Maintaining Firefighting Capacity: Efficient Systems Need to Be Created to Protect Residents

There are concerns about the decline in the firefighting systems of local governments. Some small fire departments have not been able to respond to large-scale disasters. Progress must be made in consolidating and streamlining fire departments in order to maintain firefighting capabilities.

The Hitoyoshi Shimokuma Fire Department, which covers the city of Hitoyoshi and five other neighboring municipalities in Kumamoto Prefecture, was inundated with emergency calls during the torrential rains in Kyushu in 2020. The phones kept ringing, and the five staffers in the communications control room became unable to fully handle the calls.

Even when staffers picked up the phone and received requests for rescue, there were no firefighters available to be dispatched. All they could do was to advise people to “please evacuate to a safer place, if at all possible.”

This situation shows that with limited staff and equipment, personnel will not be able to respond sufficiently to large-scale disasters.

About 60% of the nation’s fire departments serve populations of less than 100,000 people. Population declines will likely make it even harder to secure human resources and budgetary funding.

Consolidating the fire departments of multiple municipalities has the advantage of allowing for budget reductions and flexible staffing.

In Nara Prefecture, a new firefighting union covering a wide area was established in 2014 by integrating 11 fire departments in 37 municipalities. Tasks such as taking emergency calls, which had been handled separately by each fire department, were integrated.

The number of firefighting vehicles required was also reduced due to the use of such vehicles over a wide area, resulting in lower overall purchase costs. Estimated budget reductions reportedly totaled more than ¥5 billion.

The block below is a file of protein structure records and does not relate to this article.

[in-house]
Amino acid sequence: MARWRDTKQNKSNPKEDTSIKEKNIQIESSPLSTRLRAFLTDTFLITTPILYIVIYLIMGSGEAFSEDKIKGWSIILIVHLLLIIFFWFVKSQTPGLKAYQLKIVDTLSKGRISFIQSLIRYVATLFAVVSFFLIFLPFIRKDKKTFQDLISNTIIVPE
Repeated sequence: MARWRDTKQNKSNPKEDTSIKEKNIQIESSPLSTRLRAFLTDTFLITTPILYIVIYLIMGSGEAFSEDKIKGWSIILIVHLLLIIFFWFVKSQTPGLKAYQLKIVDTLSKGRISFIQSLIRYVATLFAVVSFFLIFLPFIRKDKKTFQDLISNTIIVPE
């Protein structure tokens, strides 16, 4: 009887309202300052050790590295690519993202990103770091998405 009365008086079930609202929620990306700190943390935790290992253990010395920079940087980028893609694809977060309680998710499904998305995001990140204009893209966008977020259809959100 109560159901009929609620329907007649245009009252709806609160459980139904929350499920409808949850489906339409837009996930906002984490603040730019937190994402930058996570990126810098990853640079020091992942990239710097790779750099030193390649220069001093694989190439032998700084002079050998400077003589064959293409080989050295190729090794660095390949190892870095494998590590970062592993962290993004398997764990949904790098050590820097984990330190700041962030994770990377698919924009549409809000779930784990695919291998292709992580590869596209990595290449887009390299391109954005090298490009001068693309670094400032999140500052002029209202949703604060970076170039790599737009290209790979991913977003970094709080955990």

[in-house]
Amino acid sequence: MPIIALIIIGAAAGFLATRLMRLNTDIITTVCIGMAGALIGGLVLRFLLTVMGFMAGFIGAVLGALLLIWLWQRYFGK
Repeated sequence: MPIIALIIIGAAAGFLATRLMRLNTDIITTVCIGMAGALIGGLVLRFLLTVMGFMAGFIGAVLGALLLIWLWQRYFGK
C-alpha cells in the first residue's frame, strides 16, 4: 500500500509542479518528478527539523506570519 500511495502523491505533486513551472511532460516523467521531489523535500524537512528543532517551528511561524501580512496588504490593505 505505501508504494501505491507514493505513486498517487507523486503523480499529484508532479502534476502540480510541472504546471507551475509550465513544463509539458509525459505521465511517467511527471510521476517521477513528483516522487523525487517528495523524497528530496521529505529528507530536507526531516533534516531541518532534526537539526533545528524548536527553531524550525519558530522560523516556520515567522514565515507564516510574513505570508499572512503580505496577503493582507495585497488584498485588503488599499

The number of fire engines that can be dispatched to large fires has increased to a maximum of 16, and some residents have said ambulances now arrive faster than before. This may serve as a reference for other municipalities struggling with budget and manpower shortages.

To proceed with consolidation, it is necessary to adjust the ratio of burden for staff salaries and operating expenses, which differ between municipalities. Mayors should cooperate with each other, taking into consideration such factors as the populations in their jurisdictions and the level of disaster risk.

Such consolidations must be carefully explained, taking into consideration residents’ concerns that fire engines and ambulances might not be able to come to their homes in times of emergency if the fire department is relocated farther away, and a system that will not impair firefighting and emergency medical services must be created.

Even if consolidation is not possible, simply having neighboring municipalities jointly operate their communications and command functions, such as receiving emergency calls, would be an effective measure.

In Oita Prefecture, the communications control tasks, which are now carried out by about 100 staffers at the 14 fire departments in the prefecture, will be integrated into one operation throughout the prefecture starting next October. The number of personnel required for the operation will be reduced by half, allowing the surplus staff to be deployed to firefighting and emergency situations.

It is important to accumulate such efforts in order to maintain a system that can help residents in times of emergency.

(From The Yomiuri Shimbun, Nov. 12, 2023)